good tree, rounded, and not too far apart" and who as 'Arjuni' has wild sex with Krishna (pp. 92-93). Saleem Kidwai, who has done a masterly job of reclaiming homoerotic themes and texts in Indian Islam, edits the medieval Islamic part of the work. Despite the repressive homophobic provisions of sharia law with its heavy-duty anti-sodomy penalties, there has been a long-standing tradition of homoerotic celebration in Islam, particularly in the Sufi tradition. Also, as Kidwai stresses, even orthodox Islam is not without its quota of same-sex love references. For instance, the Koran promises beautiful boys and houris to the faithful in Heaven (p.111). The ultra-conservative hadith (sayings attributed to the prophet Mohammed) claims that Mohammed saw God as a beautiful youth with "long hair and cap awry." Same-Sex Love in India is a slap in the face of 'compulsory heterosexuality', whether it comes from the Left or the Right. It is a powerful challenge to the fundamentalist re-writing of history, whether Hindu, Muslim or Christian. Saleem Kidwai is a medieval historian who taught at Ramjas College, Delhi University for 20 years. He is working on multiple projects now: homoerotic subtexts in Hindi cinema, a biography of singer Begum Akhtar and many others. Ruth Vanita, formerly an Associate professor at Delhi University is now Associate Professor at the University of Montana.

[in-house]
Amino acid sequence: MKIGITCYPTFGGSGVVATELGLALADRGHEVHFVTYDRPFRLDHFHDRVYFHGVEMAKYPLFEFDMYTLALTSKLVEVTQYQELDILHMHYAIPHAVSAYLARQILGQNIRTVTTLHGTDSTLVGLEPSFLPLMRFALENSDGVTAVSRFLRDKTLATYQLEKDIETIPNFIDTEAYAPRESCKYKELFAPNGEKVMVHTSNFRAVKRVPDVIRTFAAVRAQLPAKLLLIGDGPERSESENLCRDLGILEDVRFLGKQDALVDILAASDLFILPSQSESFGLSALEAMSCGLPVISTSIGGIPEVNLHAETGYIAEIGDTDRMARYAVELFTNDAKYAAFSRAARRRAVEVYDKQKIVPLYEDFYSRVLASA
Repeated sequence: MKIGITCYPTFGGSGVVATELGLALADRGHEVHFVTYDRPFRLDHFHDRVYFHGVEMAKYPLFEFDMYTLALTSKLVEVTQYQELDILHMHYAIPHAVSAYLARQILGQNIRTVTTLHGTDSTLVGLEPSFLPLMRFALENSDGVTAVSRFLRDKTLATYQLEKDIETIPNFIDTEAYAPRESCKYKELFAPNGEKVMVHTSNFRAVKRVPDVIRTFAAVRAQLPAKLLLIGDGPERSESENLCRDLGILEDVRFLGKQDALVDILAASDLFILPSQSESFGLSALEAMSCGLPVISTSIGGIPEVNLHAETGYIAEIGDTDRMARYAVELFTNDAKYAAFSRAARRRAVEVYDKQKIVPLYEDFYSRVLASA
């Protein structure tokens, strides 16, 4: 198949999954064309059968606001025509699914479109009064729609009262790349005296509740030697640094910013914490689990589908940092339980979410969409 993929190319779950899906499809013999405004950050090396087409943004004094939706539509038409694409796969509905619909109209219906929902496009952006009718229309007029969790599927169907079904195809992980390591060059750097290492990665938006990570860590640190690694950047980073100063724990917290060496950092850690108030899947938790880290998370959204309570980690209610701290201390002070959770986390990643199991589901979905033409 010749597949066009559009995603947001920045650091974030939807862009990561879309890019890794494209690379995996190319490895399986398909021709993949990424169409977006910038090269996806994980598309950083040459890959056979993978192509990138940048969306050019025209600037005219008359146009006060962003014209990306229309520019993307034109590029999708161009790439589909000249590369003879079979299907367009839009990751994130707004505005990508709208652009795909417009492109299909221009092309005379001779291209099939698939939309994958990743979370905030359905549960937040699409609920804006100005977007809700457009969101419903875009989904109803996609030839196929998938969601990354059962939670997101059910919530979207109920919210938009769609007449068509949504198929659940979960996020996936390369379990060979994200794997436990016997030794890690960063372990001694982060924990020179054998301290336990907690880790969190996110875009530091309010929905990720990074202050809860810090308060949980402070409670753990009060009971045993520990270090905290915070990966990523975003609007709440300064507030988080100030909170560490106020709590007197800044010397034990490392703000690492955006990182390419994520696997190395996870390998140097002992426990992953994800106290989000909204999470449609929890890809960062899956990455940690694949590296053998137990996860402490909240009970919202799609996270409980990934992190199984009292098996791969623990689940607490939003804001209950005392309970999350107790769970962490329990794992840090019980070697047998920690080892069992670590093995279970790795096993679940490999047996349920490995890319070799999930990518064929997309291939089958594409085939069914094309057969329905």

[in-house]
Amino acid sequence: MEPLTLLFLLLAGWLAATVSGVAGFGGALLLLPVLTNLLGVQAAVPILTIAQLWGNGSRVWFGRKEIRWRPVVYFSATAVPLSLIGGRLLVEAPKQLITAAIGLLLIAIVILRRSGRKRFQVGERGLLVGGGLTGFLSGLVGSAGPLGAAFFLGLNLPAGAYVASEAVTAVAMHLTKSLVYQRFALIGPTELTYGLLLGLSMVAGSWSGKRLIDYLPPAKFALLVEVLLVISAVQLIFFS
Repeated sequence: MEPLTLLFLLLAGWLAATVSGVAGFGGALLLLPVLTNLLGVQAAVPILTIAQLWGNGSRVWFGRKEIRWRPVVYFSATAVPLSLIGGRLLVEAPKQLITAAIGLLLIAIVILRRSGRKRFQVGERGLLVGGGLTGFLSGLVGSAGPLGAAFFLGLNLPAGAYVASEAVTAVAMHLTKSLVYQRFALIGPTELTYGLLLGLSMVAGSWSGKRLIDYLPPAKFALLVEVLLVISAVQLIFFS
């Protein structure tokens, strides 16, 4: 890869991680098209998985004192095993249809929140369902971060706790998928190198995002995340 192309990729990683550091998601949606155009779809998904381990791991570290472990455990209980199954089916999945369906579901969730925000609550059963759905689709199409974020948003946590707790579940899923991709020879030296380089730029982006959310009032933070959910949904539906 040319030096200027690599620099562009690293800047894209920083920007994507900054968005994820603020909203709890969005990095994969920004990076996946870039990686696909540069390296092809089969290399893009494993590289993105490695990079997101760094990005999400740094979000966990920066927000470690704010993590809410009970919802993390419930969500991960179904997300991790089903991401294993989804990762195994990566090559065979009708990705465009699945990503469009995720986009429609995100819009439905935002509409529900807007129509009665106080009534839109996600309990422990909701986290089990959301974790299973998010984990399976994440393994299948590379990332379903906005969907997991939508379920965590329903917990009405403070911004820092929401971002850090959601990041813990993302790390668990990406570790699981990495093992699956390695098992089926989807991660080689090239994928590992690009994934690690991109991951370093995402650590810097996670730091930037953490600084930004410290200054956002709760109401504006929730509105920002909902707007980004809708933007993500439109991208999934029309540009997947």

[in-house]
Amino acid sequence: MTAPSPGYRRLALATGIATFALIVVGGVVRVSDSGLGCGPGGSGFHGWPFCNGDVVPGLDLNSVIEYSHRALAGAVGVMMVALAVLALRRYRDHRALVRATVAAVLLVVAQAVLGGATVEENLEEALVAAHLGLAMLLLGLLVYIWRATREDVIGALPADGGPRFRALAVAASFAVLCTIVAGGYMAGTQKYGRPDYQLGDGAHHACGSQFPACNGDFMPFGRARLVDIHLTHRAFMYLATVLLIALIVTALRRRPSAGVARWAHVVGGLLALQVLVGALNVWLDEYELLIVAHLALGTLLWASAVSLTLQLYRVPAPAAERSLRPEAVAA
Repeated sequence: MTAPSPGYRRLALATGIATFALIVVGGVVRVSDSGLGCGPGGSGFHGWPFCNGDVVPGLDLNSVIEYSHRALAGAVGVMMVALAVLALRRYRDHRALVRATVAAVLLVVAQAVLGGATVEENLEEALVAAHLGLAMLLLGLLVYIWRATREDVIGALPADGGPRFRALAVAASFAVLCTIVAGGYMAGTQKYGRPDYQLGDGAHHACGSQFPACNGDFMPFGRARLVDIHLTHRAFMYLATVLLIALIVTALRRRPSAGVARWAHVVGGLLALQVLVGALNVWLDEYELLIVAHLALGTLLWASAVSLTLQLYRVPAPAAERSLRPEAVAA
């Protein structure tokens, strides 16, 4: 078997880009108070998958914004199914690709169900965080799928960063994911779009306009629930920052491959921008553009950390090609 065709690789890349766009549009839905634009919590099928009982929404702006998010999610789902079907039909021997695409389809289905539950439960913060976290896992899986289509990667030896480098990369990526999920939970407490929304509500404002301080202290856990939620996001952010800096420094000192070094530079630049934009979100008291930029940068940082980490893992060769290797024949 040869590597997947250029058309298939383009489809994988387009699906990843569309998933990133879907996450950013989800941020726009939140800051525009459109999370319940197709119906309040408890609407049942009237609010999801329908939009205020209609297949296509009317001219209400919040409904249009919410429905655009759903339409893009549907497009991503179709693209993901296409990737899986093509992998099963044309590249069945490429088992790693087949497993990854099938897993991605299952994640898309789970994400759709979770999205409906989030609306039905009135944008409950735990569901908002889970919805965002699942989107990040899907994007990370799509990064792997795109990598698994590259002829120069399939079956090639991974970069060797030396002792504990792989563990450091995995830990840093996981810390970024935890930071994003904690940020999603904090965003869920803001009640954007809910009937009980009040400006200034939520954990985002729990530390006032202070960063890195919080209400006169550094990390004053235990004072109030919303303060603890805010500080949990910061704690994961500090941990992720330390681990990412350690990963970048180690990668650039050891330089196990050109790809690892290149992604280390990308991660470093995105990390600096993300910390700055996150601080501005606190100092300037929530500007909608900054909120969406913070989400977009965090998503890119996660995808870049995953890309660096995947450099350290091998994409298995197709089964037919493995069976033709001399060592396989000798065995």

Interviewer Raj Ayyar I remembered the varied intensities of conversation and relating that I shared with men and women in the shade of that banyan tree. The tenderness, the respect and the long hours of just being-with . . . Back to the banyan tree and the courtyard with Ruth Vanita. Raj Ayyar: Ruth, it's wonderful connecting with someone who shares memories of Delhi University in the 70s with me. What brought you to the University of Montana? Ruth Vanita: Well, I applied to a whole bunch of places and landed this job. Technically, I'm with the Liberal Studies program, which is a broad-based multi-disciplinary program. I teach a lot of Literature courses and bring in Women's Studies and Gender Theory perspectives. I taught a course on Oscar Wilde, and am planning to teach a comparative course on 'same-sex love in Indian and British Literature.' Raj Ayyar: You were an Associate Professor in the British Literature Department at Delhi University, were you not? Ruth Vanita: That's right. I do want to say that my courses here have been very well received. Missoula is a liberal pocket of Montana. Many of the students are from rural and working class backgrounds. I think it makes many of them humble and willing to learn.